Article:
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Del Rio still rebuilding from last year's flood

BY SUSAN KIM | DEL RIO, Tex. | June 18, 1999

DEL RIO, Tex. (June 18, 1999) -- Remembering the victims and celebrating

the future, Del Rio is marking one year since a tragic flood killed 15

people and displaced hundreds of others in this close-knit border town.

People are also keeping an eye on water that quickly rose foot-deep last

week in low-lying areas when nearly three inches of rain fell. "But lately

it dissipates quick as it rises. So - at least for now - we're still

concentrating on recovering from last year," said the Rev. John Feierabend,

pastor at Grace Lutheran Church who helped lead the flood response effort

through an interfaith team called Del Rio Recovers.

In their focus on recovery, town leaders and pastors are addressing an

often unstated but important need: planned time to remember, as a town, the

flood that altered their lives, to grieve for loved ones they still miss,

and to celebrate a future less vulnerable to disaster.

A Remembrance and Celebration Week, scheduled August 21-28, will include

the dedication of a memorial statue and time capsule in the city park,

memorial and bell-ringing services, a tree-planting day, a children's

drawing contest, and a publicly-declared Disaster Awareness Day.

"Throughout the week, people can talk about where they were on August 23

last year [when the flood struck], and where they are now," said Rick Luna,

president of the local Lion's Club and chairman of a planning committee

that includes other community and church leaders.

What people remember is painful: $34.5 million in damages, nearly 2,000

families with home damage severe enough to be eligible for maximum Federal

Emergency Management Agency (FEMA) grants, two months of enduring

undrinkable water, condemned homes, and a lack of skilled volunteers before

recovery could even begin.

For seven weeks after the flood, the Red Cross housed hundreds of families

in shelters, and the Salvation Army and Baptist Men's Convention served

more than 200,000 meals.

But now many people expect better times. Through a $4.3 million government

buy-out program, the city has started to relocate homes to safer ground.

Though people are still living in trailers that FEMA turned over to the

Housing Authority, they are glad to see progress. "For the most part people

have been waiting anxiously for this," said Feierabend. "No, it's not going

to solve everyone's problem, but it sure will make life better for people

who would have to live close to the creek, having nightmares every time it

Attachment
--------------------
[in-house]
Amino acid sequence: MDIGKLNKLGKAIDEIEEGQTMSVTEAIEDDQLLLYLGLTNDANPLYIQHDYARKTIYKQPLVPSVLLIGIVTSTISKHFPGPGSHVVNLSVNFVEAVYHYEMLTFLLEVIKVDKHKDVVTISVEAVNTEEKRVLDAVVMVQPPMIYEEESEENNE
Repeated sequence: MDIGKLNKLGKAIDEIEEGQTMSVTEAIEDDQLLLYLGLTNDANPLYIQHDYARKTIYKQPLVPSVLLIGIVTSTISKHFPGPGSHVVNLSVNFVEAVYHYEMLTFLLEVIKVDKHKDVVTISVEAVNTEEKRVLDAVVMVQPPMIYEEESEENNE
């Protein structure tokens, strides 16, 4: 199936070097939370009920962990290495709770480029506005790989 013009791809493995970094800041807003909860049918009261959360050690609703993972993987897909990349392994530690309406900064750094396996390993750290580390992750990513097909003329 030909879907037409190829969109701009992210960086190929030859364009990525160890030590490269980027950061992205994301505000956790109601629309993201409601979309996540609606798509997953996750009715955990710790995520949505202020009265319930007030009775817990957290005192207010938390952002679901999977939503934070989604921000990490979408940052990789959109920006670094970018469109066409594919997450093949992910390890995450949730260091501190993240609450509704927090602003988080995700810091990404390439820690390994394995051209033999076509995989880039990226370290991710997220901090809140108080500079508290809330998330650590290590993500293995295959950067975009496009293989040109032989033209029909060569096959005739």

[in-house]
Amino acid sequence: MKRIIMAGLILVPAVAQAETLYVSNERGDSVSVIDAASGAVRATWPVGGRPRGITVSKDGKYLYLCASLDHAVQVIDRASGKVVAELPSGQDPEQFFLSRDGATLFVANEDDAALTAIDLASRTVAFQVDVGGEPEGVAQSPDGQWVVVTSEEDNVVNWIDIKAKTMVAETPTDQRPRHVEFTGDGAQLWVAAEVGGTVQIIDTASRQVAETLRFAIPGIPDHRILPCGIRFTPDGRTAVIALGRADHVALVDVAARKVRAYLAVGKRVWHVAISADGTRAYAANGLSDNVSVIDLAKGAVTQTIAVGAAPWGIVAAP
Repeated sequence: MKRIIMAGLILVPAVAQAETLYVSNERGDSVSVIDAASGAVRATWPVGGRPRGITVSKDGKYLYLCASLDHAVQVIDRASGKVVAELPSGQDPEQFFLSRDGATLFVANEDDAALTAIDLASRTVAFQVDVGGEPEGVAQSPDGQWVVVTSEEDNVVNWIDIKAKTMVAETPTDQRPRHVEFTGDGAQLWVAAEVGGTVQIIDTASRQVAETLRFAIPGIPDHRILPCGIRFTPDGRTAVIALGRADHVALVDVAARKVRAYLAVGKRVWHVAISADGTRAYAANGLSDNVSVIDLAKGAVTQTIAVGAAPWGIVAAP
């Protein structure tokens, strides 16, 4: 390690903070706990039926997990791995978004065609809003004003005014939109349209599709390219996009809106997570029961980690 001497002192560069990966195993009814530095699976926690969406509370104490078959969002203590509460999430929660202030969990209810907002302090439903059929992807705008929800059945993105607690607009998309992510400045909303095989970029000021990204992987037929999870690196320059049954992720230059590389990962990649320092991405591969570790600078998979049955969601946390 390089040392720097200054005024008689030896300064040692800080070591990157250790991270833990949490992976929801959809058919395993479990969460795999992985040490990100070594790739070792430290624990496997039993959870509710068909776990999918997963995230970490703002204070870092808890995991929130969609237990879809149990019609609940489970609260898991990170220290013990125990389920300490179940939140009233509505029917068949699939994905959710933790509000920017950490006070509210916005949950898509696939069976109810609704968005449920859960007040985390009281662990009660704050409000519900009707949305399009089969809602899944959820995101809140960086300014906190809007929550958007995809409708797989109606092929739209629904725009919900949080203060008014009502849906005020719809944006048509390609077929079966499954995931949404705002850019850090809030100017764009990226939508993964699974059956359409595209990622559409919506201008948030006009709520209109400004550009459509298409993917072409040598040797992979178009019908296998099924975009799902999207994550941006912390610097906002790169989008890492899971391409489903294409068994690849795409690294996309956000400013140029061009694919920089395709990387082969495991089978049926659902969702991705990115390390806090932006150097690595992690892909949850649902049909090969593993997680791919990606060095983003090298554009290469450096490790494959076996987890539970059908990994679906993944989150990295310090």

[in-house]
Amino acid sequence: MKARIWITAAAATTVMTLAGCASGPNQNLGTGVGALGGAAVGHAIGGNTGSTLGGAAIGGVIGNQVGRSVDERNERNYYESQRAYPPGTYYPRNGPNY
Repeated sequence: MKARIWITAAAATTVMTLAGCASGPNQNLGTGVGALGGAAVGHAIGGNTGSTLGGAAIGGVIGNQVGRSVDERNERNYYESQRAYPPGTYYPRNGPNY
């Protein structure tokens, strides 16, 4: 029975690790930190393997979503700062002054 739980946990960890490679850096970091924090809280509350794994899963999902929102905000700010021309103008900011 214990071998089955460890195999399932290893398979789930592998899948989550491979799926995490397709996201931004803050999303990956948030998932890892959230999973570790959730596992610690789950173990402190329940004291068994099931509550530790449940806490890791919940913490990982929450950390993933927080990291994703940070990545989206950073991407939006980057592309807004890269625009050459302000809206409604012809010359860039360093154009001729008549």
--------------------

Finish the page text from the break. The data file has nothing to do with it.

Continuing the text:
rains."

Initiation of the buy-out program marks the end of one recovery phase and

the start of another. Until this summer, Del Rio Recovers handled most of

this community's unmet need. Now an Unmet Needs Committee comprising city

leaders and some original members of Del Rio Recovers will organize ongoing

response.

Leaders of Del Rio Recovers can look back with pride: they helped more than

300 families rebuild, cope, and go on. "This is a positive change for Del

Rio, because it puts long-term recovery into an agency that's going to be

around for the long haul," said Norman Hein, a disaster response consultant

from Church World Service who helped form Del Rio Recovers. The group's

remaining money will stay in a trust fund to be distributed on an as-needed

basis, and the computers have already gone to a place where recovery is in

a quite different stage: Oklahoma.

Del Rio Recovers united many organizations, including the Convoy of Hope,

HonorBound, Church of Jesus Christ of the Latter Day Saints, Mennonite

Disaster Services, Lutheran Disaster Response, Christian Reformed World

Relief Committee, Church World Service, United Methodist Committee on

Relief, United Methodist Men, Catholic Social Services, Presbyterian

Disaster Assistance, Lion's Club, Rotary Club, Red Cross, Salvation Army,

state and city agencies, and local churches. Many are sending volunteer

teams again this summer.

Even after recovery is deemed 'complete' -- which could take another two

years or more -- the spirit of helping one another will likely go on. The

Rev. Gary Martin, pastor at the Iglesia Luterana Cristo el Salvador,

modestly calls his church's efforts "a tiny piece" of the recovery. "But

this community has so many people below the poverty line that we must

constantly help meet each other's physical and spiritual needs," he said.

Martin's church, through a partnership with the Orphan Grain Train,

receives shipments of potatoes from Wisconsin which he distributes within

Del Rio, then to pastors from Mexico to take across the border. "Providing

these kinds of staples is part of our regular routine," he said.

It is also now routine to see volunteer teams working alongside residents

on Del Rio homes. The First United Methodist Church will host a team every

week this summer. As church member Sharon Fuller said, "it's wall-to-wall

people helping people."

Feierabend added that, no matter what, "we just keep going. Some people are

being relocated. Some are rebuilding. Some are buying. But whatever we do,

we just keep going."

Posted June 18, 1999


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